Cameron has never been known as a wordsmith - even his previous works, many of which I like very much, are sorely lacking in this department - but Avatar's spoken word is about as poorly written as anything I've ever heard in a Hollywood blockbuster; the script is stuffed to the brim with movie trailer style one-liners and scene punctuations. I wouldn't mind such awful writing if I could find other things to admire but the story, visuals, and acting don't exactly pick up the slack. Many have excused the banal writing because they find the visuals so dazzling, but I was never particularly dazzled; when on Pandora, Cameron's camera is constantly moving (so as to impress us with things flying out of the screen), and we never get a particularly good look at the planet because Cameron doesn't believe in static shots anymore, I guess (so 20th Century). What we're left with is a poorly written and badly acted cinematic light show - flashing fluorescents and whooshing sound effects, but no technique or substance behind them.

Avatar is an ingeniously marketed but ultimately empty piece of exhibitionist technology. It is expressly designed to be seen and disposed; the film doesn't linger on a single image, emotion, or idea long enough for anything to register. Like the 3D process Cameron employs, Avatar is just about throwing things out at you, attempting to delight and wow you with its sights and sounds, but its effect is ultimately numbing. James Cameron has shown himself to be in roughly the same film making class as George Lucas: a man who has always been on the forefront of pushing cinematic technology further, but in the CGI-era when anything that can be imagined can be put on a screen, they have allowed technology to override the human interest in their movies. In spite of the fact that Cameron waited 10 years for technology to catch up with his grandiose vision, he was probably better off when a lack of technology forced him to imaginatively make a movie.


Adam Zanzie said...

All valid points, Ryan. I like Avatar: in fact, the night I saw it, I perceived it as a great film. Now, I saw it in 2D on a Wehrenberg mega-screen, so I never had to deal with the 3D mindfucks that obviously had much to do with your disgusted response to the film. At the AMC where I work, occasionally I'll walk inside, slip on a pair of the glasses and check to see what the audience is so amazed about.

I haven't seen the whole thing in 3D yet, but what I saw seriously seemed to distract from the film's narrative. I kept looking around for a 3D effect, and couldn't really focus on the drama going on in the meantime. I can't imagine straining like that for three hours! Remember back when you reviewed Up? Another film from this year that we disagreed on, but I remember that I left a comment on your review in which I complained that I should have seen the 2D version of Up instead. 3D detracted from what I found to be an otherwise enjoyable experience.

If I appreciate Avatar a heck of a lot, part of it is because I'm glad Cameron, like Peter Jackson (in terms of his underrated King Kong remake) is unafraid to tell a good old-fashioned story like this that, honestly, isn't just out to get people's money. I did love the whole world of Pandora (we differ, too, on the effectiveness of the CGI graphics of the jungle, which swept me away). I wanted to do what Jake does, fly some mutants and claim a Na'vi bride. And, of course, another part of me appreciates the film because it's a liberal epic, and I don't see as much of those as I would like to.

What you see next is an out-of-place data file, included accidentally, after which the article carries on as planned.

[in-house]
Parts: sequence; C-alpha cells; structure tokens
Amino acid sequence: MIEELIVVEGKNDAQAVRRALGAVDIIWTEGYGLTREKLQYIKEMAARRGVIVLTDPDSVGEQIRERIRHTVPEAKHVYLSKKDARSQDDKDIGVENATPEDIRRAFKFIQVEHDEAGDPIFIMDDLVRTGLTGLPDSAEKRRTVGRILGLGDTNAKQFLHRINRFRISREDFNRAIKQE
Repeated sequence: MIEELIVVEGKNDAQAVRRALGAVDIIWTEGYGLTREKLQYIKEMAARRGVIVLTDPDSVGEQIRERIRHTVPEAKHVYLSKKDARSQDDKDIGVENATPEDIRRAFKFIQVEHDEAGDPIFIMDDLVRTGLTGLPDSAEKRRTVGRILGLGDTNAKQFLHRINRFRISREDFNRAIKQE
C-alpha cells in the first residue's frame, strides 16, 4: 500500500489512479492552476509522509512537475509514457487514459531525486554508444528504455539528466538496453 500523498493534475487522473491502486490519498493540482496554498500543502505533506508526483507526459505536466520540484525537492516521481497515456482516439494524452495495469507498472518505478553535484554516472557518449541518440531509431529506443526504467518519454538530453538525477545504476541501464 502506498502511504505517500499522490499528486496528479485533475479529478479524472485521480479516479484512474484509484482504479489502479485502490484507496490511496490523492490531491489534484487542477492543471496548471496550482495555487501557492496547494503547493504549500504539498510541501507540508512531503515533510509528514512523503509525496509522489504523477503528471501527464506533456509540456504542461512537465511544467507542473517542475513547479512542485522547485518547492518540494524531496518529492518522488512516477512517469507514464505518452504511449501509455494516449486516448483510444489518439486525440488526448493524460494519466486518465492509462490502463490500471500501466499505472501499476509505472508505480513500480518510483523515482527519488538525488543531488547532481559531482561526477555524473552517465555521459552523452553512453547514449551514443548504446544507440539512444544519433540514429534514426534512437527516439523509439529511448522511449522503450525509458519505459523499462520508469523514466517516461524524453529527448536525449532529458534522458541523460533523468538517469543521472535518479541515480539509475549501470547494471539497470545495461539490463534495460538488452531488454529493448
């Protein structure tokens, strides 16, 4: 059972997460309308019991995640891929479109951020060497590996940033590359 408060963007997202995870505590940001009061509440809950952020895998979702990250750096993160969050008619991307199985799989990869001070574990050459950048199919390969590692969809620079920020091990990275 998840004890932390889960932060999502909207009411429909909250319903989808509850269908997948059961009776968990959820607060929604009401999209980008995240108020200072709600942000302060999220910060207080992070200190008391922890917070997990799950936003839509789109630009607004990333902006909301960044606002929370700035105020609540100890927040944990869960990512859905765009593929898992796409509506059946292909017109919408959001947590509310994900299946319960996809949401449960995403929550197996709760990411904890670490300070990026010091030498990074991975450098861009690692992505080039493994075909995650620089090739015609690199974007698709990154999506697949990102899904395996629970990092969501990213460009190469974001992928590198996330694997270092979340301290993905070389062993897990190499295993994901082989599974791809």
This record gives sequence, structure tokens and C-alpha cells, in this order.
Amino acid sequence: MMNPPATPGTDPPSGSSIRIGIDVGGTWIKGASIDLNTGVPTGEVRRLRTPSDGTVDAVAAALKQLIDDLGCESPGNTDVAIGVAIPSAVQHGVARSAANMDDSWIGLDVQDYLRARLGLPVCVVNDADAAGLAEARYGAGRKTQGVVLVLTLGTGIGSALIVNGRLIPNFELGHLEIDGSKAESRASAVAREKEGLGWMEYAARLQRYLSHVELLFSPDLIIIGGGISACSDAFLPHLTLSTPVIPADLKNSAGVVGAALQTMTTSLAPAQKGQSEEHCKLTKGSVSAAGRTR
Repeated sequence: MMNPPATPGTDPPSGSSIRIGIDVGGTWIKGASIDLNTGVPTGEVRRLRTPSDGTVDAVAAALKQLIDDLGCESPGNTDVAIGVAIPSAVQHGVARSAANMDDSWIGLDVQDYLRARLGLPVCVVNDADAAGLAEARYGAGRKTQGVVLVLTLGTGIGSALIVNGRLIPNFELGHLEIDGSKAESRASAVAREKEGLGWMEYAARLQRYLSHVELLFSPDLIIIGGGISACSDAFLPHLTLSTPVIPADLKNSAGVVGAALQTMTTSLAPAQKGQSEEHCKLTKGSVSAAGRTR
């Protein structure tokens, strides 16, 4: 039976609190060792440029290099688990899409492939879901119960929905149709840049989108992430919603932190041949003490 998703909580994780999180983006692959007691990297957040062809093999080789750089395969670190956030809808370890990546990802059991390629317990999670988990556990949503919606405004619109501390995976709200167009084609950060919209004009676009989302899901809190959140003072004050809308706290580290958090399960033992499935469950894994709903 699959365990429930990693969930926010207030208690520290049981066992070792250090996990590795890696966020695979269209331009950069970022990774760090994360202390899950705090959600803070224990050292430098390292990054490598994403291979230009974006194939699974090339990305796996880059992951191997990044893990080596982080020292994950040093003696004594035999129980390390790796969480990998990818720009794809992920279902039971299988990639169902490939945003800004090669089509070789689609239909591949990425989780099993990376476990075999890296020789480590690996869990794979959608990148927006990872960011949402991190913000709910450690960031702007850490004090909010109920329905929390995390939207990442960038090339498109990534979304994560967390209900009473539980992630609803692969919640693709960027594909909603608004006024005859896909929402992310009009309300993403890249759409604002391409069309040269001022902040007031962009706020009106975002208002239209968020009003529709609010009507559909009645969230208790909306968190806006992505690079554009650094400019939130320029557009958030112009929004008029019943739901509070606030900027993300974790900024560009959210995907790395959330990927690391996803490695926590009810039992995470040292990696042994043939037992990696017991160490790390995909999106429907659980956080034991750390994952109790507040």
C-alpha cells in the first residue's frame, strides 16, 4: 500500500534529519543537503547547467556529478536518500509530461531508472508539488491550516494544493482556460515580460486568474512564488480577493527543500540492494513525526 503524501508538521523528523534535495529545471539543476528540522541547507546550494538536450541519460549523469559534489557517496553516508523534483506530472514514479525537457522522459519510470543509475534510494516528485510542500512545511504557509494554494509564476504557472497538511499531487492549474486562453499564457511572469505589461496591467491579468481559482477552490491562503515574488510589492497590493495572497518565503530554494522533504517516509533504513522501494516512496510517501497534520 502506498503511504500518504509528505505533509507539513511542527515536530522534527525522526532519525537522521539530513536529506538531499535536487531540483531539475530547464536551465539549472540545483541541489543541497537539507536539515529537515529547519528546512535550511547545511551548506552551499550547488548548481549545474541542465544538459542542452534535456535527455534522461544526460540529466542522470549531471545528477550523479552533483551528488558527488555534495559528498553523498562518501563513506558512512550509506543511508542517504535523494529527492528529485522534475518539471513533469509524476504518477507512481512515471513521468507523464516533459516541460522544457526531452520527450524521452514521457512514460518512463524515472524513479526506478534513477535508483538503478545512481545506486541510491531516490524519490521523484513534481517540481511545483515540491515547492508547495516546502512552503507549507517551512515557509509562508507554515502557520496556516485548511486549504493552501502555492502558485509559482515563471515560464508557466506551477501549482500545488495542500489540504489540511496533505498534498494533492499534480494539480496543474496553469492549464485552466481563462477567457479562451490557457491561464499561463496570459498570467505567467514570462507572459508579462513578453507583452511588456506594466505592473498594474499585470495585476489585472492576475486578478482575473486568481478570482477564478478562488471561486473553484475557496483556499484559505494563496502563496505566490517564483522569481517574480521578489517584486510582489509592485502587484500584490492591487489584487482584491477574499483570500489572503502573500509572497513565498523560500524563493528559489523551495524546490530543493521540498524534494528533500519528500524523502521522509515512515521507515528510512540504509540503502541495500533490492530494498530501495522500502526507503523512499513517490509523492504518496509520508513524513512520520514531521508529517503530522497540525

I'm with you on that final duel between Jake and the SFWM (awesome term!), though. Avatar is apparently supposed to be about the War in Iraq and how the previous administration mowed down on a civilization that had never attacked them in the first place. It's supposed to be an anti-war fable. Yet if Cameron is electing to conclude his film with an ultraviolent battle between a hero and a villain- and has the nerve to expect us to hope that the villain gets killed in the end- then he is not really engaging the point of the story. You are absolutely correct that it is contradictory how the Na'vi don't mourn for the slain humans! What Cameron preaches is the equivalent of Al-Quaeda terrorists slicing down the Bush administration, and that's just plain wrong.

Avatar, Inglourious Basterds and The Hurt Locker are all good films, but I am enamored with none of them. Yes, people continue to insist that I'm wrong on Basterds, particularly, but to me all three of these films are bloated political Hollywood epics that embody the worst of the blacklashes in the media that have been developing in the year that followed up the last eight years. Maybe I'm fed up with all of the partisan cinematic fussing. I don't know.

Stephen said...

I sympathise with your views, Ryan. This is a funny and very well written review.

"The action sequences are loud and incoherent - visual noise that, in many instances, isn't even context appropriate."

I think the action sequences are loud because it is hard to do action sequences (explosions, crashing trees) without being loud.

I have never really had a problem with an action scene being incoherent. I've managed to navigate myself through the epileptic Transformers just fine. In fact, I thought Avatar's action scenes elegant and traditional in their presentation.

"Speaking for myself, I never forgot that I was looking at a computerized forest populated by computerized creatures."

Sometimes I did forget, especially with Neytiri. It seemed like they'd spent the most time and effort on her - or maybe it's Zoe Saldana's performance.